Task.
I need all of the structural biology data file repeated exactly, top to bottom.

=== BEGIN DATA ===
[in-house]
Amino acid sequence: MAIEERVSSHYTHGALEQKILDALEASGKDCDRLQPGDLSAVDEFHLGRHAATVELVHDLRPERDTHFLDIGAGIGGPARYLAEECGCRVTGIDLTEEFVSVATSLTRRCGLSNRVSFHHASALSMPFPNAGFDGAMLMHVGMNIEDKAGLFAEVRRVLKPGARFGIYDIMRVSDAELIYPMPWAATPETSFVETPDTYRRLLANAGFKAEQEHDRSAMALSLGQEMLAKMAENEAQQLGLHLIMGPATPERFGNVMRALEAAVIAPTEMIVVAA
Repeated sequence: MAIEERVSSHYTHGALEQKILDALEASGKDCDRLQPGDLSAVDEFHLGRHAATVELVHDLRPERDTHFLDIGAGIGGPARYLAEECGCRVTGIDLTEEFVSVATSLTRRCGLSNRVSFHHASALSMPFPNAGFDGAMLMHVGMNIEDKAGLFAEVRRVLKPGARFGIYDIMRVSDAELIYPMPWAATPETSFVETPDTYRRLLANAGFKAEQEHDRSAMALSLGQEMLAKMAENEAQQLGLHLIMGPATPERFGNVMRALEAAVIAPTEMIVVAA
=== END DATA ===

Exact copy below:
[in-house]
Amino acid sequence: MAIEERVSSHYTHGALEQKILDALEASGKDCDRLQPGDLSAVDEFHLGRHAATVELVHDLRPERDTHFLDIGAGIGGPARYLAEECGCRVTGIDLTEEFVSVATSLTRRCGLSNRVSFHHASALSMPFPNAGFDGAMLMHVGMNIEDKAGLFAEVRRVLKPGARFGIYDIMRVSDAELIYPMPWAATPETSFVETPDTYRRLLANAGFKAEQEHDRSAMALSLGQEMLAKMAENEAQQLGLHLIMGPATPERFGNVMRALEAAVIAPTEMIVVAA
Repeated sequence: MAIEERVSSHYTHGALEQKILDALEASGKDCDRLQPGDLSAVDEFHLGRHAATVELVHDLRPERDTHFLDIGAGIGGPARYLAEECGCRVTGIDLTEEFVSVATSLTRRCGLSNRVSFHHASALSMPFPNAGFDGAMLMHVGMNIEDKAGLFAEVRRVLKPGARFGIYDIMRVSDAELIYPMPWAATPETSFVETPDTYRRLLANAGFKAEQEHDRSAMALSLGQEMLAKMAENEAQQLGLHLIMGPATPERFGNVMRALEAAVIAPTEMIVVAA